Mathematicians used to think that all distributions followed the bell shaped curve. In the early 1900's, an Irish chemist named Gosset, discovered that distributions were much flatter than the bell shaped curve when working with small sample sizes.  In fact, the smaller the sample, the flatter the distribution. The t distribution is used instead of the normal distribution when the sample size is small. As the sample size approaches thirty, the t distribution approximates the normal distribution.  Thus, the t distribution is generally used instead of the z distribution, because it is correct for both large and small sample sizes, where the z distribution is only correct for large samples.

The menu offers three choices: 1) probability of a t value, 2) critical t value for a given probability, and 3) probability of a defined range.

Probability of a t Value

If you have a t value and the degrees of freedom associated with the value, you can use this program to calculate the two-tailed probability of t. It is the equivalent of computerized table of  t values.

Example

t-value: 2.228

df:  10

------------------------------------

Two-tailed probability = .050

Critical t Value for a Given Probability

This program is the opposite of the previous program. It is used if you want to know what critical t value is required to achieve a given probability.

Example

Two-tailed probability:  .050

Degrees of freedom:  10

-----------------------------------

t-value = 2.228

Probability of a Defined Range

Knowing the mean and standard deviation of a sample allows you to establish the area under the curve for any given range.  You can use this program to calculate the probability that the mean of a new sample would fall between two values.

Example

A company did a survey of 20 people who used its product.  The mean average age of the sample was 22.4 years and the unbiased standard deviation was 3.1 years. The company now wants to advertise in a magazine that has a primary readership of people who are between 18 and 24, so they need to know what percent of its potential customers are between 18 and 24 years of age?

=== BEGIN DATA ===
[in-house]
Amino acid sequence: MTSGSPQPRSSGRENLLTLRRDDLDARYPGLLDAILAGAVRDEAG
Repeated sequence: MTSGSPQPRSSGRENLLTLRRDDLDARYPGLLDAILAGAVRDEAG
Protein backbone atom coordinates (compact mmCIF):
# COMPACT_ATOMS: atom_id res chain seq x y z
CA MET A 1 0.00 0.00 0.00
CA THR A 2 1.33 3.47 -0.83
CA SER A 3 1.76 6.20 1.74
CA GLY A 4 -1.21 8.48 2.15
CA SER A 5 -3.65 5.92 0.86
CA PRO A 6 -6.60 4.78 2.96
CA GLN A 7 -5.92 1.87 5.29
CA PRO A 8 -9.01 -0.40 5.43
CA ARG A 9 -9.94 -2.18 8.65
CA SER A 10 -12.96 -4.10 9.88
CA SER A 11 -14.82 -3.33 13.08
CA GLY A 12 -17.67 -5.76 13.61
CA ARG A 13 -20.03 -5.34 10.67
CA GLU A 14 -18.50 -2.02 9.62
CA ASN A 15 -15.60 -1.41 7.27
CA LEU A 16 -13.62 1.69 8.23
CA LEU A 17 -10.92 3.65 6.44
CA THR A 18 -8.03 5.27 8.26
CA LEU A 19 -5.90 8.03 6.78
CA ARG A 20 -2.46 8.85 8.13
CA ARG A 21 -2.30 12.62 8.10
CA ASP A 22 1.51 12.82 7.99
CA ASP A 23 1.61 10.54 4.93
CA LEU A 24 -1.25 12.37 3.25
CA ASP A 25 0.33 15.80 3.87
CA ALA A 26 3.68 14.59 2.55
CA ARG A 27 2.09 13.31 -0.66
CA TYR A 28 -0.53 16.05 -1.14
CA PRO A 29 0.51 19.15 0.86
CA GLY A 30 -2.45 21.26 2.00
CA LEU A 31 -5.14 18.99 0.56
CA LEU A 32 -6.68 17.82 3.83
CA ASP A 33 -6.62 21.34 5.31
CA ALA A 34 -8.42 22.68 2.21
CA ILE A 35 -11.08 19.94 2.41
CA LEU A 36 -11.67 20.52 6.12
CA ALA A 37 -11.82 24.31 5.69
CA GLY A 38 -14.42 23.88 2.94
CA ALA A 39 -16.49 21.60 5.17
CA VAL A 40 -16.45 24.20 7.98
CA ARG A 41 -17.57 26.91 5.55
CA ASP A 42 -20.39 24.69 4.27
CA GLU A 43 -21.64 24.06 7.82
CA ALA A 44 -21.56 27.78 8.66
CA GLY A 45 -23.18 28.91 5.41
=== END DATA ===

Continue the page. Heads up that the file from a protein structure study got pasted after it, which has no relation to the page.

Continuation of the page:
Sample mean:  22.4

Unbiased standard deviation:  3.1

Sample size = 20

Lower limit of the range = 18

Upper limit of the range = 24

----------------------------------------------------------------

Probability of a value falling within the range = .608

Probability of a value falling outside the range = .392

 

Because of the small sample size, the t distribution is used instead of the z distribution.  The area under the curve represents the proportion of customers in the population expected to be between 18 and 24 years of age. In this example, we would predict that 60.8% of the its customers would be expected to be between 18 and 24 years of age, and 39.2% would be outside of the range.  The company decided not to advertise.

F distribution

The F-ratio is used to compare variances of two or more samples or populations. Since it is a ratio (i.e., a fraction), there are degrees of freedom for the numerator and denominator. This menu selection may be use to calculate the probability of an F -ratio or to determine the critical value of F for a given probability. These menu selections are the computer equivalent of an F table.

Probability of a F-Ratio

If you have a F-ratio and the degrees of freedom associated with the numerator and denominator, you can use this program to calculate the probability.

Example

F-ratio:  2.774

Numerator degrees of freedom:  20

Denominator degrees of freedom:  10

----------------------------------------------

Two-tailed probability = .0500

Critical F for a Given Probability

If you know the critical alpha level and the degrees of freedom associated with the numerator and denominator, you can use this program to calculate the F-ratio.

Example

Two-tailed probability = .0500

Numerator degrees of freedom:  20